Griffey to have knee, hamstring surgery Monday

Updated: September 22, 2005, 10:02 PM ET
Associated Press

CINCINNATI -- Ken Griffey Jr. is finishing another season prematurely because of injury. This time, it's an upbeat ending.

Ken Griffey Jr.
Center Field
Cincinnati Reds
Profile
2005 SEASON STATISTICS
GM HR RBI R OBP AVG
128 35 92 85 .369 .301

The Cincinnati Reds center fielder decided Thursday to give up his attempt to overcome a foot sprain and play again this season. Instead, he'll have a minor knee operation that has been anticipated for weeks, giving him a head-start on rehabilitation.

"I think overall in the situation we're in, it's probably the smartest thing to do," Griffey said, a day after the Reds were officially eliminated from playoff contention. "If it were the playoffs and we had a chance, then we'd be doing something different. But we're not, and it's time that I can get my hamstring closed up for good and my knee fixed."

He'll have surgery on Monday to clean out a knee that has bothered him occasionally over the last three years. Doctors will also treat the troublesome incision from his hamstring surgery a year ago.

The 35-year-old Griffey tore the hamstring loose last August and had it reattached to the bone with three titanium screws, a rare operation that required months of difficult rehabilitation. Part of the incision never fully healed.

Although it's another premature finish, this one is a lot more upbeat. Griffey met his goal of playing into September, overcoming four years of career-threatening injuries.

"He was really excited after that game on Aug. 31 and he was playing in September," interim manager Jerry Narron said. "He was talking about that. He was really excited about being able to go into September playing."

Not just playing -- playing very well.

He batted .301 with 35 homers and 92 RBI in 128 games, his highest total since he joined his hometown team in a 2000 trade with Seattle. He also climbed up the career homer list, joining Mickey Mantle in 12th place with 536.

Homer by homer and catch by catch, the All-Century outfielder proved he wasn't washed up.

"I don't know if he had to prove it to anybody, but I think he definitely showed everybody he's still one of the best players in the game," Narron said.

He was on target to hit 40 homers and drive in 100 runs when he hurt his right foot while rounding second base on Sept. 4 in Atlanta. There was no serious damage, but the foot was still a little sore on Thursday and doctors advised that it was best to let it heal with a couple more weeks of rest.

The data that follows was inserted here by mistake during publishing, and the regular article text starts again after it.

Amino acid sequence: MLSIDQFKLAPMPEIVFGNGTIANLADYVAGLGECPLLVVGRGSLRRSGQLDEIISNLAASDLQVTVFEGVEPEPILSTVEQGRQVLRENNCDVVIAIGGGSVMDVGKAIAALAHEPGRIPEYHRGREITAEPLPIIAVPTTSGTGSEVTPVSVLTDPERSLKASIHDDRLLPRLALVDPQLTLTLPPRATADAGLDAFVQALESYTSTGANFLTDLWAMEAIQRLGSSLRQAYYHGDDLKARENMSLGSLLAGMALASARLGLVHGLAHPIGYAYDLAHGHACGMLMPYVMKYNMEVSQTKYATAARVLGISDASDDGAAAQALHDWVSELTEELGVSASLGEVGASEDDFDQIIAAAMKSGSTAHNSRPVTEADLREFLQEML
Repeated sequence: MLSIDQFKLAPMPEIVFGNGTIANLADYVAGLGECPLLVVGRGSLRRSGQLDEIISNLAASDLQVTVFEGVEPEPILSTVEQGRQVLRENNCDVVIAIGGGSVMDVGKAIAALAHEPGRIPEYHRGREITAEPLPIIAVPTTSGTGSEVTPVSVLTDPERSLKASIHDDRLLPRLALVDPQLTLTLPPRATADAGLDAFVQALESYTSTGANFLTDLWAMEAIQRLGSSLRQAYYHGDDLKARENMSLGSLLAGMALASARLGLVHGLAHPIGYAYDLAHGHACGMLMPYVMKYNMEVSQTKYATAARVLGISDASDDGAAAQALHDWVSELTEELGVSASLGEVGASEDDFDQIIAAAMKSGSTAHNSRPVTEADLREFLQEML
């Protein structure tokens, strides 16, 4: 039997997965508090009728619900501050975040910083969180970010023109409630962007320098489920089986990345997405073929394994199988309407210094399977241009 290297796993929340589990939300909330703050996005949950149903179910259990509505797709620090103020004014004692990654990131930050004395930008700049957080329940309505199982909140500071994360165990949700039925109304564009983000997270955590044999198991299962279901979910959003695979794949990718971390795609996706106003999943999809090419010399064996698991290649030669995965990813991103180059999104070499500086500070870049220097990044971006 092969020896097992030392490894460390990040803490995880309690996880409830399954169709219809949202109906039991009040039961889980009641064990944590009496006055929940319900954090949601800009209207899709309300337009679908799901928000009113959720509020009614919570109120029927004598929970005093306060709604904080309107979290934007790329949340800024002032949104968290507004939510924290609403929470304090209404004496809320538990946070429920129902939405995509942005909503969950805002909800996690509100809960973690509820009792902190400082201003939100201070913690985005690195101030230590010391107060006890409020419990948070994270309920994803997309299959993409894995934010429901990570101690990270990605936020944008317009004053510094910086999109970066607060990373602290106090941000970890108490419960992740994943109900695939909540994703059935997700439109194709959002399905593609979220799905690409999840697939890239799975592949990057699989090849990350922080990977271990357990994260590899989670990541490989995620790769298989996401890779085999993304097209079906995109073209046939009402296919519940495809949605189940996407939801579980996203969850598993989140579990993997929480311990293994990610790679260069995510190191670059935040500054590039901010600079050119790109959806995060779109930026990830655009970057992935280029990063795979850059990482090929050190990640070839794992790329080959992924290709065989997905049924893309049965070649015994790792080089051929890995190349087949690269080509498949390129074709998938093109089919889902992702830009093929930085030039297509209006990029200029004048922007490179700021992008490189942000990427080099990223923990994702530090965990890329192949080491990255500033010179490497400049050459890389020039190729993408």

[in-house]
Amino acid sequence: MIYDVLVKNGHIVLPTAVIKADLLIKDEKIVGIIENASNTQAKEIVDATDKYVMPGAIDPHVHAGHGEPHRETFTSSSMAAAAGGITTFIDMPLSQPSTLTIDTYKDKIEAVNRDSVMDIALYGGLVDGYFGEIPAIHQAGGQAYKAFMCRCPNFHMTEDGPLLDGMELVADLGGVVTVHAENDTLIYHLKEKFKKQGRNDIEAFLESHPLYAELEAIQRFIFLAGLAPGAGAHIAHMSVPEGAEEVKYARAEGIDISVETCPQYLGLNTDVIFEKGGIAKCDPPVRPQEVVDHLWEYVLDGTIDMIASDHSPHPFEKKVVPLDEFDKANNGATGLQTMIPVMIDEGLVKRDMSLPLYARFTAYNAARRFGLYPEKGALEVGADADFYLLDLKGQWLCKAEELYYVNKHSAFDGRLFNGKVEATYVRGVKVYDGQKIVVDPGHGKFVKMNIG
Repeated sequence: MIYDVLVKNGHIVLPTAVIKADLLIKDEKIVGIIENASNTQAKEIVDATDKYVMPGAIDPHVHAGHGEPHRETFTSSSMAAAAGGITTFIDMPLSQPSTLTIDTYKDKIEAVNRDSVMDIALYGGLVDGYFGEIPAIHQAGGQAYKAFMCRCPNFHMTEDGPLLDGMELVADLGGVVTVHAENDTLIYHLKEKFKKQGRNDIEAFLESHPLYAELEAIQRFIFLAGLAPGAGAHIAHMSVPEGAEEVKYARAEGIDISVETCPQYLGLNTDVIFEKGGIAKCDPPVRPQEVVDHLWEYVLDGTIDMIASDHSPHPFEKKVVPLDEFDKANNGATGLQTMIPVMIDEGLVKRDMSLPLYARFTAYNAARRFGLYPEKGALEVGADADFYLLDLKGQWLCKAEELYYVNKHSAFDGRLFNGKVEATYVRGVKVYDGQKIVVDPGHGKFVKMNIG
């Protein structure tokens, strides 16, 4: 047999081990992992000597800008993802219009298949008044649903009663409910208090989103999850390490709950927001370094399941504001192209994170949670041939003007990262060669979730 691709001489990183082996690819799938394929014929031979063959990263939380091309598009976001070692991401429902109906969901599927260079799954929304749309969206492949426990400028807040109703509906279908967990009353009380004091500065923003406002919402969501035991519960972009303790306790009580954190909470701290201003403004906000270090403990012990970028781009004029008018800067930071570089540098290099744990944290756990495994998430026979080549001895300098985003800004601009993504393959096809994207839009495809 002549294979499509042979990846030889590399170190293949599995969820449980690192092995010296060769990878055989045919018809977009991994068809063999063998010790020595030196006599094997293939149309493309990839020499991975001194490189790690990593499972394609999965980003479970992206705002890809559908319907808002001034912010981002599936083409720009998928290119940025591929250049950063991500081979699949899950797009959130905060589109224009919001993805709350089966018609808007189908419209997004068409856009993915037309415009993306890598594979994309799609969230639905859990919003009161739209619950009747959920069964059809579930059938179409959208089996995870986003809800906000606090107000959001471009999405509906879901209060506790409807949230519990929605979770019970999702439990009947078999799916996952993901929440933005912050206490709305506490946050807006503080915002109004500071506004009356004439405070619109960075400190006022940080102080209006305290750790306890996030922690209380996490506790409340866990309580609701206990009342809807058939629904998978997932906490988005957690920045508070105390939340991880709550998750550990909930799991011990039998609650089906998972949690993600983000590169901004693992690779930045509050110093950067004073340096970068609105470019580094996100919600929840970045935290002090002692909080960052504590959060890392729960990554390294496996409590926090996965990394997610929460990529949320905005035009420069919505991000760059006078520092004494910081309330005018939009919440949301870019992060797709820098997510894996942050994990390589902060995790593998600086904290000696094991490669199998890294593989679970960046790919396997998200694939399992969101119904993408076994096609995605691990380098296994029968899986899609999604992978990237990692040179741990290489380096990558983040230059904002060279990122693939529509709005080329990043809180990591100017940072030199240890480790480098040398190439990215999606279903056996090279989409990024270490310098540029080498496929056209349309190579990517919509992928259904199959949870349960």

The foot injury aside, Griffey is proud of the way he came back from the career-threatening hamstring injury.

"Just being able to go out there day in and day out where a lot of people counted me out says a lot for the work I put into it and for the medical staff and the team," Griffey said, standing in a hallway outside the trainer's room.

Despite Griffey's impressive comeback, the Reds fell from contention early in the season, dooming them to a fifth straight year without a winning record.

In July and August, there were reports the AL Central-leading White Sox tried to trade for Griffey. His agent said Griffey had no desire to leave his hometown team, and the talks never went anywhere.

The Reds acquired Griffey in a trade with Seattle in February 2000. He has three years left on his nine-year, $116.5 million contract and is still owed $41.5 million.

He played in 145 games in 2000, batting .271 with 40 homers and 118 RBI. His run of serious injuries started the next season, when he tore a hamstring during spring training. He has also torn a knee tendon, strained a hip and thigh, dislocated a shoulder and tore tissue in his ankle.

Last year's injury was the most serious. Griffey wasn't fully recovered when spring training began and didn't hit a home run until April 30, the slowest start of his career. Once the leg came around, he looked like the old Junior.

Trainer Mark Mann said Griffey will recover from his latest operation in a few weeks and should be at full strength long before spring training begins.

"For once in the offseason, he'll be able to work out and come into spring training in the best possible shape," Mann said. "He hasn't been able to do that for the last five years. He's either had a season-ending injury or season-ending surgery, and he's been rehabbing until the first day of spring training."


Copyright 2005 by The Associated Press